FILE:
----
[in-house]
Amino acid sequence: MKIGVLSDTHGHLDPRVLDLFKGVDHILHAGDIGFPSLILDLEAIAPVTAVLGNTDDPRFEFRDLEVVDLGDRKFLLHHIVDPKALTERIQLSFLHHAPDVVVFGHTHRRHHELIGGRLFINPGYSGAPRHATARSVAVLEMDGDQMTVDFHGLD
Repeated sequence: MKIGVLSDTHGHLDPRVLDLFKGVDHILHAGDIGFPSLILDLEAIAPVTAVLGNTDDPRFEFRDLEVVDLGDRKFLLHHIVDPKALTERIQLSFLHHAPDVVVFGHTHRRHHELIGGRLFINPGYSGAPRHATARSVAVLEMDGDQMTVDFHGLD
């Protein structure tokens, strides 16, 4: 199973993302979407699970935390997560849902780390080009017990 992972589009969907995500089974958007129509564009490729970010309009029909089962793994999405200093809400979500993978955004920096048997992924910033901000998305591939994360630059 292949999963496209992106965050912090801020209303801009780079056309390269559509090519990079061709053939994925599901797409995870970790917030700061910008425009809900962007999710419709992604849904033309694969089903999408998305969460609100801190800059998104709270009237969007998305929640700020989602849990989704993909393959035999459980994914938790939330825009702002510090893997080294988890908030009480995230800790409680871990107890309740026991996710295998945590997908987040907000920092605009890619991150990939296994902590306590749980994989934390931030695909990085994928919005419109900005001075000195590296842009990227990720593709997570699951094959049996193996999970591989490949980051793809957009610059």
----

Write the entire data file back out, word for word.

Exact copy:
[in-house]
Amino acid sequence: MKIGVLSDTHGHLDPRVLDLFKGVDHILHAGDIGFPSLILDLEAIAPVTAVLGNTDDPRFEFRDLEVVDLGDRKFLLHHIVDPKALTERIQLSFLHHAPDVVVFGHTHRRHHELIGGRLFINPGYSGAPRHATARSVAVLEMDGDQMTVDFHGLD
Repeated sequence: MKIGVLSDTHGHLDPRVLDLFKGVDHILHAGDIGFPSLILDLEAIAPVTAVLGNTDDPRFEFRDLEVVDLGDRKFLLHHIVDPKALTERIQLSFLHHAPDVVVFGHTHRRHHELIGGRLFINPGYSGAPRHATARSVAVLEMDGDQMTVDFHGLD
């Protein structure tokens, strides 16, 4: 199973993302979407699970935390997560849902780390080009017990 992972589009969907995500089974958007129509564009490729970010309009029909089962793994999405200093809400979500993978955004920096048997992924910033901000998305591939994360630059 292949999963496209992106965050912090801020209303801009780079056309390269559509090519990079061709053939994925599901797409995870970790917030700061910008425009809900962007999710419709992604849904033309694969089903999408998305969460609100801190800059998104709270009237969007998305929640700020989602849990989704993909393959035999459980994914938790939330825009702002510090893997080294988890908030009480995230800790409680871990107890309740026991996710295998945590997908987040907000920092605009890619991150990939296994902590306590749980994989934390931030695909990085994928919005419109900005001075000195590296842009990227990720593709997570699951094959049996193996999970591989490949980051793809957009610059």